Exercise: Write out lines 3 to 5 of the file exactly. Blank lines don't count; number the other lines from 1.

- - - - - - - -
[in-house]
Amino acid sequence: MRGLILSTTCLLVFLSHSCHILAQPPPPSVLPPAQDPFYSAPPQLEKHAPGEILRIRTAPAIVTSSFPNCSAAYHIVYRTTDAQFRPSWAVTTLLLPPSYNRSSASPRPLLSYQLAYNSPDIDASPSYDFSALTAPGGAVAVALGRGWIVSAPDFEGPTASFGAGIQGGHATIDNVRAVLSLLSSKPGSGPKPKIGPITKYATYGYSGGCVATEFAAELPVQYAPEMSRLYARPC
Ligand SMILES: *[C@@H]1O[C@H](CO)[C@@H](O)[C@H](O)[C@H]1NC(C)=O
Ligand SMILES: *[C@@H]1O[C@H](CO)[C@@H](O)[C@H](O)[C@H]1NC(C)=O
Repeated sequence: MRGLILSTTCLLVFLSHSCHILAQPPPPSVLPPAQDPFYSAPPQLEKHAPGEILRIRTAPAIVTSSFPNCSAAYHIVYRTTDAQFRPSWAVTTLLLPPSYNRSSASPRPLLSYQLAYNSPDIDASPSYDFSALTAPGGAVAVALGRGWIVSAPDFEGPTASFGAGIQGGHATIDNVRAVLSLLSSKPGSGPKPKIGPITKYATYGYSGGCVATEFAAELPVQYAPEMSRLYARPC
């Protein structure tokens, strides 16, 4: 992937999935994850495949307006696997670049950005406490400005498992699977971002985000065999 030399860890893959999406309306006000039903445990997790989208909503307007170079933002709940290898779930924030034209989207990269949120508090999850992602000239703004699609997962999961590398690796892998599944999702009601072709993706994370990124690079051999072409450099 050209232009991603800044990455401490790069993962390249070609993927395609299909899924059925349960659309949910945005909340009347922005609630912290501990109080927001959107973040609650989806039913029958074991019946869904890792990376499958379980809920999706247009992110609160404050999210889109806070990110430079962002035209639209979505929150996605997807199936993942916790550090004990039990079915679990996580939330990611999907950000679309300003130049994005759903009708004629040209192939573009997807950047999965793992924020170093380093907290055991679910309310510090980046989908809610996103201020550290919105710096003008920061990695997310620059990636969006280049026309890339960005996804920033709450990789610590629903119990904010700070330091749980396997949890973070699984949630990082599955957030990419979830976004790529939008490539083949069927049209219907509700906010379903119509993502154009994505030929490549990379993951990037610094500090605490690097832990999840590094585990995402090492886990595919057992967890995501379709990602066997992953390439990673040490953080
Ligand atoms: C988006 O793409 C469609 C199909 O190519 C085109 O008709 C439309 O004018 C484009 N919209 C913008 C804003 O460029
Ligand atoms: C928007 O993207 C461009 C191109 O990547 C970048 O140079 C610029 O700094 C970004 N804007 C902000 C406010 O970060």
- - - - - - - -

Ligand SMILES: *[C@@H]1O[C@H](CO)[C@@H](O)[C@H](O)[C@H]1NC(C)=O
Ligand SMILES: *[C@@H]1O[C@H](CO)[C@@H](O)[C@H](O)[C@H]1NC(C)=O
Repeated sequence: MRGLILSTTCLLVFLSHSCHILAQPPPPSVLPPAQDPFYSAPPQLEKHAPGEILRIRTAPAIVTSSFPNCSAAYHIVYRTTDAQFRPSWAVTTLLLPPSYNRSSASPRPLLSYQLAYNSPDIDASPSYDFSALTAPGGAVAVALGRGWIVSAPDFEGPTASFGAGIQGGHATIDNVRAVLSLLSSKPGSGPKPKIGPITKYATYGYSGGCVATEFAAELPVQYAPEMSRLYARPC